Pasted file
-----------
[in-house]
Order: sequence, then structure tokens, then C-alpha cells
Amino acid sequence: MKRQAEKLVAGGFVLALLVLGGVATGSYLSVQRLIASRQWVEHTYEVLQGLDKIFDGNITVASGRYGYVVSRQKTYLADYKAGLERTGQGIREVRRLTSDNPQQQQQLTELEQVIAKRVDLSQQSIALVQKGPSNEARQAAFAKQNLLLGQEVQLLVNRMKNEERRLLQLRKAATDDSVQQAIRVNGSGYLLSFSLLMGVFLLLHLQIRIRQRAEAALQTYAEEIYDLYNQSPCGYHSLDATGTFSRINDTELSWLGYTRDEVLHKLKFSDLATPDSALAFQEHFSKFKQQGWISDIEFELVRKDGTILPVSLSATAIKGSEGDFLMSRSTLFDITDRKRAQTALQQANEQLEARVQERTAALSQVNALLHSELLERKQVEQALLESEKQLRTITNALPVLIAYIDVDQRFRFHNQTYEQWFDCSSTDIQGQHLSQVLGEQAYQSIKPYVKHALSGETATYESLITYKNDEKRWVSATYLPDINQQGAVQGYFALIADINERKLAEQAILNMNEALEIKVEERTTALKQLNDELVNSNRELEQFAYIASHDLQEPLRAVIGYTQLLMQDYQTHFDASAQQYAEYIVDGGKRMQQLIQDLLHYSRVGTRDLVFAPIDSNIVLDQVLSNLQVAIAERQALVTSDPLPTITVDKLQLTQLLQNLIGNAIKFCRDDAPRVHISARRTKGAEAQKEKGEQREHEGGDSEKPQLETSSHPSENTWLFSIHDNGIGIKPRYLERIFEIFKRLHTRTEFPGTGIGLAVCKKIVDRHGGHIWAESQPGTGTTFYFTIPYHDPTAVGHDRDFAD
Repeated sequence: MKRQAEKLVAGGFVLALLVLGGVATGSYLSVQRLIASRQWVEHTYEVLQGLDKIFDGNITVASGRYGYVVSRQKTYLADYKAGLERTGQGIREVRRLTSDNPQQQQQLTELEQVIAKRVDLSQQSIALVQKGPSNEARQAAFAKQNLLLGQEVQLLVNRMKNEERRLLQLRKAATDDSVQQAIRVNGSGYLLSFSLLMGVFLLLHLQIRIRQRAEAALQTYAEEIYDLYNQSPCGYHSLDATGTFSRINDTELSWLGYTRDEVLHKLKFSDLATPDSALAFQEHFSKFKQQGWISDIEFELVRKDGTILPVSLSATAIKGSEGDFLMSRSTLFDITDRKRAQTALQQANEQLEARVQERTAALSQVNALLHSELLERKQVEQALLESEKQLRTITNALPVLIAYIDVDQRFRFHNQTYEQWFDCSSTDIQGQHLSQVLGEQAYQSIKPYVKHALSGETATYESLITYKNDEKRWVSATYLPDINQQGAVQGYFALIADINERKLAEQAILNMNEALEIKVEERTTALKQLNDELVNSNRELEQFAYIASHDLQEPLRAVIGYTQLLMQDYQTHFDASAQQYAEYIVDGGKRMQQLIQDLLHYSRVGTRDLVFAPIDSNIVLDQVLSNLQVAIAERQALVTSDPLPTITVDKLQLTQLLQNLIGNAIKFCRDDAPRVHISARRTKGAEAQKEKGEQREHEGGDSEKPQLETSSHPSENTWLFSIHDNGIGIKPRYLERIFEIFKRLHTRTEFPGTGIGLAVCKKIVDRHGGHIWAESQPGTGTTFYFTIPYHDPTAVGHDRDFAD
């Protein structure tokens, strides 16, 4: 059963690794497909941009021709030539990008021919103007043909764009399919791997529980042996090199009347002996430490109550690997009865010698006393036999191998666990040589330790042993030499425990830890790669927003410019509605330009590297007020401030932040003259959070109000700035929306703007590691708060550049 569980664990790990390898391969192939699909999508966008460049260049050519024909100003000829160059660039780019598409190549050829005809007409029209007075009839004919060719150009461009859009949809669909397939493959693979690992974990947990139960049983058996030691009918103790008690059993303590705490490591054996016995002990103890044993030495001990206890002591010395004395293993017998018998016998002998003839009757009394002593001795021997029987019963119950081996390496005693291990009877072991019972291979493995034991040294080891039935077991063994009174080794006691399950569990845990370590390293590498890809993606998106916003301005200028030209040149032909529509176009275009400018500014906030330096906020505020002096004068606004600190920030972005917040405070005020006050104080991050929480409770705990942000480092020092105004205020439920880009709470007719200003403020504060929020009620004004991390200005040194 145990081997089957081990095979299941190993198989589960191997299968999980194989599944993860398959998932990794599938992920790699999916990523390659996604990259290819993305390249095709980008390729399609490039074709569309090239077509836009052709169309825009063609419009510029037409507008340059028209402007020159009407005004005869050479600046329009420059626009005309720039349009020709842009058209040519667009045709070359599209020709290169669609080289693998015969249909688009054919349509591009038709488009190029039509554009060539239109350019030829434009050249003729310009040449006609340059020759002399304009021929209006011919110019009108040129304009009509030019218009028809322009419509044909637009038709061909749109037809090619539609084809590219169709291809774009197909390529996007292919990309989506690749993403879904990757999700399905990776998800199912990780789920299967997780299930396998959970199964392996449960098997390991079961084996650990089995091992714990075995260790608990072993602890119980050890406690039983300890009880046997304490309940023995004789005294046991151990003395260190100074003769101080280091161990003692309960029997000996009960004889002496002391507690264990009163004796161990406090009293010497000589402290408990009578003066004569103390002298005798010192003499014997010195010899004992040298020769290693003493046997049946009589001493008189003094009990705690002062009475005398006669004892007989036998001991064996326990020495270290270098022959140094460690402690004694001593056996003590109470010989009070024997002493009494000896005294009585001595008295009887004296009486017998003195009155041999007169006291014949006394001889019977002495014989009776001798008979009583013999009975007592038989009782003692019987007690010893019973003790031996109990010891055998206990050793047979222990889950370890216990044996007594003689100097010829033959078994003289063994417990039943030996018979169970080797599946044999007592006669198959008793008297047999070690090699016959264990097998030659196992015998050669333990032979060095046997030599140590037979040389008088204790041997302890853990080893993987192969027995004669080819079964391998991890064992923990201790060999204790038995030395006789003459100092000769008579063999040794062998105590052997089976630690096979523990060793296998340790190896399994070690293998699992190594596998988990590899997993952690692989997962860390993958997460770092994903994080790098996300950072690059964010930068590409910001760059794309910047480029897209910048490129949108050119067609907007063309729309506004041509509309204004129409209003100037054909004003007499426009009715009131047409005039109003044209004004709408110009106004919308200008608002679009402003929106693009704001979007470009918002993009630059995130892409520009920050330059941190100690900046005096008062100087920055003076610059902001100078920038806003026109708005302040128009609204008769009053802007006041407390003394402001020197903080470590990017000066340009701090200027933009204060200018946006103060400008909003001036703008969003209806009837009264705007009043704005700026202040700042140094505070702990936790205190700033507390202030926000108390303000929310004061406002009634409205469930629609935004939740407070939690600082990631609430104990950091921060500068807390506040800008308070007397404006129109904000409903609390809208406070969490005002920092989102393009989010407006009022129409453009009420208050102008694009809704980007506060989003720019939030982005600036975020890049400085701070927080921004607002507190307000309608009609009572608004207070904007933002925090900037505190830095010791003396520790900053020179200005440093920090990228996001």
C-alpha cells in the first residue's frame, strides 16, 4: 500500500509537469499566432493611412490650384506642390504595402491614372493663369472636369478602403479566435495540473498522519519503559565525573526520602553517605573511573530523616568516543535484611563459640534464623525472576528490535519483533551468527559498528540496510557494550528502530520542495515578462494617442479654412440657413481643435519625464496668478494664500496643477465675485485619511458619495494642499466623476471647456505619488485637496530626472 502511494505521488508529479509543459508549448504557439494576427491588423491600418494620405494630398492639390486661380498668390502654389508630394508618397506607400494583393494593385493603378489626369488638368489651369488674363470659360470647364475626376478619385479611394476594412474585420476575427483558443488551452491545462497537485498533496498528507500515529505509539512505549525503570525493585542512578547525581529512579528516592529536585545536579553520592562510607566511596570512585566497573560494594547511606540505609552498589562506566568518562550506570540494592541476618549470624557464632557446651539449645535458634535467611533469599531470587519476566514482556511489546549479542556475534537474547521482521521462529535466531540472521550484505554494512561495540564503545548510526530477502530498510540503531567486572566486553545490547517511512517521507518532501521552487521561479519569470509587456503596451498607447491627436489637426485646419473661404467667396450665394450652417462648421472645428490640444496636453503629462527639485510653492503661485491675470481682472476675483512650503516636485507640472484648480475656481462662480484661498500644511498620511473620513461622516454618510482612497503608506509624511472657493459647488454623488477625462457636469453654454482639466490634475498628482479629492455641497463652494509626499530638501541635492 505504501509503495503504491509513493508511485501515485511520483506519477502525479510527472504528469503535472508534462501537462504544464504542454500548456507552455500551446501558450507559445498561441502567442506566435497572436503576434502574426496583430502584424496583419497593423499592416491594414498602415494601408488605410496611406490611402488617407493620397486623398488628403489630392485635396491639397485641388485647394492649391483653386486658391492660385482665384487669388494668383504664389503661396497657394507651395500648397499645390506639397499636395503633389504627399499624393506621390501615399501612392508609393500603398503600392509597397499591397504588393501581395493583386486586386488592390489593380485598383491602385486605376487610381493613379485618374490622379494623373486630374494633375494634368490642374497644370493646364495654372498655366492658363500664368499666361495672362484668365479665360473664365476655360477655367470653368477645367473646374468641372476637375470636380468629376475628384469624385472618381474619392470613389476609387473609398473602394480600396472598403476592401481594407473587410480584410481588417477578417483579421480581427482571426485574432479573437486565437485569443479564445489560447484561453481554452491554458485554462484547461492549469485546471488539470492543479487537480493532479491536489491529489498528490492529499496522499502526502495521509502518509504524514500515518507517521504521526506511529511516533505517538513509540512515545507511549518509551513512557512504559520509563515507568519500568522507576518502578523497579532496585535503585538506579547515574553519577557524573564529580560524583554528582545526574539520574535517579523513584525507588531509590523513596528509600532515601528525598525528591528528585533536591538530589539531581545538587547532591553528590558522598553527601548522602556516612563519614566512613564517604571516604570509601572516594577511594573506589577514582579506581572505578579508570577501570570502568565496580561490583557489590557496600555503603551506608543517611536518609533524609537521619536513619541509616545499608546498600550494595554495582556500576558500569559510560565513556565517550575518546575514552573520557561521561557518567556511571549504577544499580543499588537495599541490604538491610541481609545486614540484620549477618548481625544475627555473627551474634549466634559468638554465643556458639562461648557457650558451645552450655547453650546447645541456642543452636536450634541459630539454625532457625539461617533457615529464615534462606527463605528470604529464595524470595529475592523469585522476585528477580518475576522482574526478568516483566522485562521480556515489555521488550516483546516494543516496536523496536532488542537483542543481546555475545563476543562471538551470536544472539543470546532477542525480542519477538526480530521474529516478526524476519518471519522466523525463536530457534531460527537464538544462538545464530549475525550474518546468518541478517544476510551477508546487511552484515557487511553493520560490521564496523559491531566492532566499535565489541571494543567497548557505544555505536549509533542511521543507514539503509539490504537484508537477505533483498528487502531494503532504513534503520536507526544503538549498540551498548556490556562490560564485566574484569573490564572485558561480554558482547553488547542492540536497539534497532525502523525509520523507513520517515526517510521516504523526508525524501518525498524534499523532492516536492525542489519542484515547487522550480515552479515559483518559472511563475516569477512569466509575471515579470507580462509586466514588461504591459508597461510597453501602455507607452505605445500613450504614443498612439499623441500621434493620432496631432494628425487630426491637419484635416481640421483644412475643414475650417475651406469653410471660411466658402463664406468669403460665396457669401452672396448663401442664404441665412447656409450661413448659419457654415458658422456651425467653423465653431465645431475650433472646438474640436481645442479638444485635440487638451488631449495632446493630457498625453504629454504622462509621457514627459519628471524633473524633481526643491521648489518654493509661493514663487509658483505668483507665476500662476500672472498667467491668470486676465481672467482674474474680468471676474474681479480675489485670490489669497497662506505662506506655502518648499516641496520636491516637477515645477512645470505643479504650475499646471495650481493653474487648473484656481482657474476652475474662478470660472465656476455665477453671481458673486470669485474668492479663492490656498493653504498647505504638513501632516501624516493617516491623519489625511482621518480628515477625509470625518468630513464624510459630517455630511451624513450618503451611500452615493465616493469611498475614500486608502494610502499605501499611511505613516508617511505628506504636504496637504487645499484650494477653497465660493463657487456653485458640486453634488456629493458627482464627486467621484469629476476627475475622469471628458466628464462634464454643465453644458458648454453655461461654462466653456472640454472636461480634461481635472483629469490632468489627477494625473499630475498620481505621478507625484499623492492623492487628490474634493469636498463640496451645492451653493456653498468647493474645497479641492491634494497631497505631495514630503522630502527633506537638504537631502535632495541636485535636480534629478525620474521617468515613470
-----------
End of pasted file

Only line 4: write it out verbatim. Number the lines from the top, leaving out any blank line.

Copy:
Repeated sequence: MKRQAEKLVAGGFVLALLVLGGVATGSYLSVQRLIASRQWVEHTYEVLQGLDKIFDGNITVASGRYGYVVSRQKTYLADYKAGLERTGQGIREVRRLTSDNPQQQQQLTELEQVIAKRVDLSQQSIALVQKGPSNEARQAAFAKQNLLLGQEVQLLVNRMKNEERRLLQLRKAATDDSVQQAIRVNGSGYLLSFSLLMGVFLLLHLQIRIRQRAEAALQTYAEEIYDLYNQSPCGYHSLDATGTFSRINDTELSWLGYTRDEVLHKLKFSDLATPDSALAFQEHFSKFKQQGWISDIEFELVRKDGTILPVSLSATAIKGSEGDFLMSRSTLFDITDRKRAQTALQQANEQLEARVQERTAALSQVNALLHSELLERKQVEQALLESEKQLRTITNALPVLIAYIDVDQRFRFHNQTYEQWFDCSSTDIQGQHLSQVLGEQAYQSIKPYVKHALSGETATYESLITYKNDEKRWVSATYLPDINQQGAVQGYFALIADINERKLAEQAILNMNEALEIKVEERTTALKQLNDELVNSNRELEQFAYIASHDLQEPLRAVIGYTQLLMQDYQTHFDASAQQYAEYIVDGGKRMQQLIQDLLHYSRVGTRDLVFAPIDSNIVLDQVLSNLQVAIAERQALVTSDPLPTITVDKLQLTQLLQNLIGNAIKFCRDDAPRVHISARRTKGAEAQKEKGEQREHEGGDSEKPQLETSSHPSENTWLFSIHDNGIGIKPRYLERIFEIFKRLHTRTEFPGTGIGLAVCKKIVDRHGGHIWAESQPGTGTTFYFTIPYHDPTAVGHDRDFAD